[TV review]‘Knowledge’ is in the eye of the beholder
People make judgements based on their knowledge, and sometimes force these judgments onto others. This is a type of violence ― well, at least from my perspective. Especially in this day and age when a computer click delivers a sea of knowledge and opinions, what we need appears to be freedom “from” speech instead of the classic freedom “of” speech.
People argue that objectivity guides knowledge, but they are objective only from their own subjective perspectives. All of us have different backgrounds, living conditions and ways of thinking. Therefore, the “logical” conclusions that people reach are actually colored by their individual experiences. This leads to many different kinds of “empirical” judgments and decisions.
Take an example from “Naver Knowledge In” (“In” is a pun; in its Chinese character form, it also means “human”), an Internet portal service where Internet users can ask and answer questions. To a posting that asked the difference between “Knowledge is power” and “Ignorance is bliss,” there were about 13 answers from Internet users by last Friday. The answers included, “It’s of course good to know something” and “I turned 25 this year, and I think that ignorance is better than knowledge.” Those answers reflected the personal experiences of the respondents, but to them, they were “knowledge.” Likewise, we think our personal set of beliefs belongs to the realm of truth, but we should be modest enough to know and admit that we can be wrong. Human beings, we must remember, are feeble creatures.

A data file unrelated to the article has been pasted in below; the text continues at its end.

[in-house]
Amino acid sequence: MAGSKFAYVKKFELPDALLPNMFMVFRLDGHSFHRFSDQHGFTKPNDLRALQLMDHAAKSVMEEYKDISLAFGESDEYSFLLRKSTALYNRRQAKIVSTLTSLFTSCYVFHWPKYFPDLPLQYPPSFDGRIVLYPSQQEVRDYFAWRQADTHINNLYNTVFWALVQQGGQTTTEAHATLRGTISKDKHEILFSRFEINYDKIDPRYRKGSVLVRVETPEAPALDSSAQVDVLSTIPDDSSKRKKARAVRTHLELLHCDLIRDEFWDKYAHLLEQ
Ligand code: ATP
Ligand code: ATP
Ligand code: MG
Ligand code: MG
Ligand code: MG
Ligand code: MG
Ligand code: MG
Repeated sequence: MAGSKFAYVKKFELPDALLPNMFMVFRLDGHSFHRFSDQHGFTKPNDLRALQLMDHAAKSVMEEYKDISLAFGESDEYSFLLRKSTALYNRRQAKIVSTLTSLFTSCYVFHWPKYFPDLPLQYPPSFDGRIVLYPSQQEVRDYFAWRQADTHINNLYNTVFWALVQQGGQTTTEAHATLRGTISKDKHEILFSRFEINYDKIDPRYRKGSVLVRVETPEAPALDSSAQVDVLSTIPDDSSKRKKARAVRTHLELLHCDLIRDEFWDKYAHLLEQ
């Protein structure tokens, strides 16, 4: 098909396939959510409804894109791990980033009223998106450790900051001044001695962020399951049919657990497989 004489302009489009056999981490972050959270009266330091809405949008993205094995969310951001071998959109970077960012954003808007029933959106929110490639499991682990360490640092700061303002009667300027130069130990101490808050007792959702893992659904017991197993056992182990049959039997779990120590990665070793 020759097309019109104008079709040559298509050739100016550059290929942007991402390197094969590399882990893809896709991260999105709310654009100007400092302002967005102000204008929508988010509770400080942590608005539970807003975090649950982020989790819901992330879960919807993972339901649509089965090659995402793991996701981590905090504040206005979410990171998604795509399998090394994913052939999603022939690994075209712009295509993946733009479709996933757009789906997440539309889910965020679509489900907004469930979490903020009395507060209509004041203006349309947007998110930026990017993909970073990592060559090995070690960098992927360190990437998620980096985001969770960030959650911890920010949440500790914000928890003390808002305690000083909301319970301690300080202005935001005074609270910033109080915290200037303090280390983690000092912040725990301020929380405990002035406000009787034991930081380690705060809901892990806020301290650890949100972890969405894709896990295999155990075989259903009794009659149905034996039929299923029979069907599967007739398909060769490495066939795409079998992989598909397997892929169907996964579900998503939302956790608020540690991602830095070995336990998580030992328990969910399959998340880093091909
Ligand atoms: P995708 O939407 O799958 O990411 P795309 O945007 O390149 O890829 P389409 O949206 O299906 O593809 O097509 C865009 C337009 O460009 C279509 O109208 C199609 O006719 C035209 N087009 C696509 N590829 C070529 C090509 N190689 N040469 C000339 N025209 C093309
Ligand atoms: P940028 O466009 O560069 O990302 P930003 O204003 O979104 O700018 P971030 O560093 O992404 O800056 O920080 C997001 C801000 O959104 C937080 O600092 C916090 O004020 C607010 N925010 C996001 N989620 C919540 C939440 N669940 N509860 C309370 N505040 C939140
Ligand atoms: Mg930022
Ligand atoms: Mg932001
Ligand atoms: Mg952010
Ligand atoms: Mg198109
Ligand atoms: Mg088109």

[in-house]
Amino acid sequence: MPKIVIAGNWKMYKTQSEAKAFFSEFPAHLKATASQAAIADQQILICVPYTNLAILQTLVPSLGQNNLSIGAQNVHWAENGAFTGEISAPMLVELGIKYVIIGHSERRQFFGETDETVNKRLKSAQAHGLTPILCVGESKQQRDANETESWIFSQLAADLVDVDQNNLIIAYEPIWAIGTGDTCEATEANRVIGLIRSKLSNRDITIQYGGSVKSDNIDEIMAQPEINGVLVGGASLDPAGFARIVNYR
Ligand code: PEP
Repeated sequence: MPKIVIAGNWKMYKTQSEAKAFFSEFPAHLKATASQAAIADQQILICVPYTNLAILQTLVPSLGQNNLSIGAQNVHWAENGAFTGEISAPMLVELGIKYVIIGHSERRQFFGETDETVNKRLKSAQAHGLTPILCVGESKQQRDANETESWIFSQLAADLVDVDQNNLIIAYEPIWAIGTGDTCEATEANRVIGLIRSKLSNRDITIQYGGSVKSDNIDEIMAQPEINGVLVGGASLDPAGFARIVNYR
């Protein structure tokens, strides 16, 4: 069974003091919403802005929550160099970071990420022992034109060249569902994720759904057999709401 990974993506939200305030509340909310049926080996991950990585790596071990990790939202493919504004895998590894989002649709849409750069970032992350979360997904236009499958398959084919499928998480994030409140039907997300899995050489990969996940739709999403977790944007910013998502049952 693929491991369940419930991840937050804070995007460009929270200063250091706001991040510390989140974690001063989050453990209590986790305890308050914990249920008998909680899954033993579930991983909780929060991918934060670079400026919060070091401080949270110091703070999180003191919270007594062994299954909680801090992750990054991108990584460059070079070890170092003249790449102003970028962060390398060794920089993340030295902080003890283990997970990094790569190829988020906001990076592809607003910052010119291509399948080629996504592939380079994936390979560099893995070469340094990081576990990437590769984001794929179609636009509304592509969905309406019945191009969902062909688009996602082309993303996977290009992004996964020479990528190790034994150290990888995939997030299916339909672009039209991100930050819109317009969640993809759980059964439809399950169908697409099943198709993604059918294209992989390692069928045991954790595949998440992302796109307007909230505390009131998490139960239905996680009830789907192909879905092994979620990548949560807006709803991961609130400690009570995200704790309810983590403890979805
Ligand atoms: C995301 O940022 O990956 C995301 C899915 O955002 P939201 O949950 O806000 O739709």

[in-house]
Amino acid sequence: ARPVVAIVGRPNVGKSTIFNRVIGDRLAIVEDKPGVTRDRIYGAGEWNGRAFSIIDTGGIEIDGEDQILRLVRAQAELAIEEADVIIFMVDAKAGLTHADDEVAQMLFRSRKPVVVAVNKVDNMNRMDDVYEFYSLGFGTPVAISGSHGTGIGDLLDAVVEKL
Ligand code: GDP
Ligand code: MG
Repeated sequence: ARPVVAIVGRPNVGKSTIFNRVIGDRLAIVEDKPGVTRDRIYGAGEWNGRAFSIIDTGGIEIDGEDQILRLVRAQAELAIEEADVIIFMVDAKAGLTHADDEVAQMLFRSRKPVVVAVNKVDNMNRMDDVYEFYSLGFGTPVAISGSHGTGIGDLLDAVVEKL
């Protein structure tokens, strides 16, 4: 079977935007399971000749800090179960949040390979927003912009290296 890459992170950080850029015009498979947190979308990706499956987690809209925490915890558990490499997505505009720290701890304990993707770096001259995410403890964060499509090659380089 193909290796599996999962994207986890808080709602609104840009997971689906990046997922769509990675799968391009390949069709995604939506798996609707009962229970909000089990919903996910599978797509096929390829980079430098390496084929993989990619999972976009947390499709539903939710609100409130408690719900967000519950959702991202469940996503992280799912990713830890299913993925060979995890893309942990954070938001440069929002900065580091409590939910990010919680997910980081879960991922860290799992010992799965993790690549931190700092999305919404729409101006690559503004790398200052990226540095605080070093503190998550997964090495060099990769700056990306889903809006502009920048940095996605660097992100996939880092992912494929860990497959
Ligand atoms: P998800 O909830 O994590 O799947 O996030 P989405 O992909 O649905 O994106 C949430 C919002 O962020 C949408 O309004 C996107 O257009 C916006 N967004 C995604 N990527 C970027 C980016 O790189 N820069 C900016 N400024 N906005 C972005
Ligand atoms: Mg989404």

A recent episode of the KBS-TV show “Sponge” taught me a lesson about something that I thought was “true, empirical knowledge.”
“Sponge” is a television version of the Internet portal’s service, yet more effort is given to verifying facts. Airing Saturday at 6:45 p.m., the show each week challenges a bit of widely-held “knowledge,” which is presented by selected viewers. It first grabs the audience’s attention by making what the audience assumes is a simple statement of fact. Then, it conducts experiments or listens to related experts to see if what everyone thought they knew is really true.
On a recent episode, the show claimed my favorite poem, penned (I thought) by the celebrated courtesan from the Joseon Dynasty (1392 to 1910), Hwang Jin-yi, did not actually exist. The poem, originally translated into Chinese characters, “What art thou thinking under the bright moon?” was actually an adaptation of the 20th century popular song, “Do You Know?” sung by Lee Seon-hui and written by Yang In-ja.
Until now, I have always believed that the poem was several centuries old. Even after the show started, I still believed my “knowledge” about the poem, which I have lived with for several decades, was correct. However, the show did a flurry of interviews with informed sources, and it turns out my favorite poem is indeed an adaptation of a 20th century song. A novelist who wrote serial stories on the Joseon Dynasty courtesan rewrote the song as a poem with the songwriter’s permission.
So the show proved that I was wrong, and once again, I realized how dangerous it is to blindly accept a piece of knowledge. We must be unknowingly surrounded by misunderstandings resulting from mistaken bits of “knowledge.” What is more serious is that many of us are not ready to admit that we can be wrong. Tolerance is a lonely word, especially , after all, when we judge others based on our “knowledge.”
By Chun Su jin [email@example.com]